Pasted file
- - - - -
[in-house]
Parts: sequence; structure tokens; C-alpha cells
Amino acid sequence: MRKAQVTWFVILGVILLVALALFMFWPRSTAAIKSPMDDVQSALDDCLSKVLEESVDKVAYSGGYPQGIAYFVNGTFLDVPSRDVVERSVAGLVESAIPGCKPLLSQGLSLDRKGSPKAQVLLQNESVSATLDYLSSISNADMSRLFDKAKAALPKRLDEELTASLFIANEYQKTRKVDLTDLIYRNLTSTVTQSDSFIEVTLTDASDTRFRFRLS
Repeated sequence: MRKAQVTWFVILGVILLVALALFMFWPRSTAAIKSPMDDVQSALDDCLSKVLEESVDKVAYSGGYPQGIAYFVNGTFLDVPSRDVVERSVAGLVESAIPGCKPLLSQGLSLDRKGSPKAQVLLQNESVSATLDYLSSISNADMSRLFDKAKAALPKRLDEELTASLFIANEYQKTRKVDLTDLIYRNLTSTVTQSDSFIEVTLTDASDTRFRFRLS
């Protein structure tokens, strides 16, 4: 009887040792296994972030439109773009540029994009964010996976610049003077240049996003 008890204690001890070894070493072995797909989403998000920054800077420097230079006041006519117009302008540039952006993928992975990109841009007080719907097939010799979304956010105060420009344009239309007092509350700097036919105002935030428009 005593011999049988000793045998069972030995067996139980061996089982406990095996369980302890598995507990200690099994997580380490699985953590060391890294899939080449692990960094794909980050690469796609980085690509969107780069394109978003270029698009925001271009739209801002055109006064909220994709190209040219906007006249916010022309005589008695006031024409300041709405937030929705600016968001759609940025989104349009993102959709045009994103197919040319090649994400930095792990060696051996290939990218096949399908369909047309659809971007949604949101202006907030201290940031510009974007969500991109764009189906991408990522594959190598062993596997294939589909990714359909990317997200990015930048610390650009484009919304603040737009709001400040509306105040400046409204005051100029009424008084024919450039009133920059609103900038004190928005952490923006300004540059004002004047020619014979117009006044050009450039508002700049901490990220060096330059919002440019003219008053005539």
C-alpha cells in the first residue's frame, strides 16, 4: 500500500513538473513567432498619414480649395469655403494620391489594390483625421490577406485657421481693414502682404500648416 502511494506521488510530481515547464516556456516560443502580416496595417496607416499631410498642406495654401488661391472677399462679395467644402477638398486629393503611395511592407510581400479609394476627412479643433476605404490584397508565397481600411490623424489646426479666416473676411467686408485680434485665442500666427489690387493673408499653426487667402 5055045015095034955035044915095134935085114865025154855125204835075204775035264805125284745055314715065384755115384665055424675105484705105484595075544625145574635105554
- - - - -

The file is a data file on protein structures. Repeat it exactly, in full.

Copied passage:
[in-house]
Parts: sequence; structure tokens; C-alpha cells
Amino acid sequence: MRKAQVTWFVILGVILLVALALFMFWPRSTAAIKSPMDDVQSALDDCLSKVLEESVDKVAYSGGYPQGIAYFVNGTFLDVPSRDVVERSVAGLVESAIPGCKPLLSQGLSLDRKGSPKAQVLLQNESVSATLDYLSSISNADMSRLFDKAKAALPKRLDEELTASLFIANEYQKTRKVDLTDLIYRNLTSTVTQSDSFIEVTLTDASDTRFRFRLS
Repeated sequence: MRKAQVTWFVILGVILLVALALFMFWPRSTAAIKSPMDDVQSALDDCLSKVLEESVDKVAYSGGYPQGIAYFVNGTFLDVPSRDVVERSVAGLVESAIPGCKPLLSQGLSLDRKGSPKAQVLLQNESVSATLDYLSSISNADMSRLFDKAKAALPKRLDEELTASLFIANEYQKTRKVDLTDLIYRNLTSTVTQSDSFIEVTLTDASDTRFRFRLS
């Protein structure tokens, strides 16, 4: 009887040792296994972030439109773009540029994009964010996976610049003077240049996003 008890204690001890070894070493072995797909989403998000920054800077420097230079006041006519117009302008540039952006993928992975990109841009007080719907097939010799979304956010105060420009344009239309007092509350700097036919105002935030428009 005593011999049988000793045998069972030995067996139980061996089982406990095996369980302890598995507990200690099994997580380490699985953590060391890294899939080449692990960094794909980050690469796609980085690509969107780069394109978003270029698009925001271009739209801002055109006064909220994709190209040219906007006249916010022309005589008695006031024409300041709405937030929705600016968001759609940025989104349009993102959709045009994103197919040319090649994400930095792990060696051996290939990218096949399908369909047309659809971007949604949101202006907030201290940031510009974007969500991109764009189906991408990522594959190598062993596997294939589909990714359909990317997200990015930048610390650009484009919304603040737009709001400040509306105040400046409204005051100029009424008084024919450039009133920059609103900038004190928005952490923006300004540059004002004047020619014979117009006044050009450039508002700049901490990220060096330059919002440019003219008053005539």
C-alpha cells in the first residue's frame, strides 16, 4: 500500500513538473513567432498619414480649395469655403494620391489594390483625421490577406485657421481693414502682404500648416 502511494506521488510530481515547464516556456516560443502580416496595417496607416499631410498642406495654401488661391472677399462679395467644402477638398486629393503611395511592407510581400479609394476627412479643433476605404490584397508565397481600411490623424489646426479666416473676411467686408485680434485665442500666427489690387493673408499653426487667402 5055045015095034955035044915095134935085114865025154855125204835075204775035264805125284745055314715065384755115384665055424675105484705105484595075544625145574635105554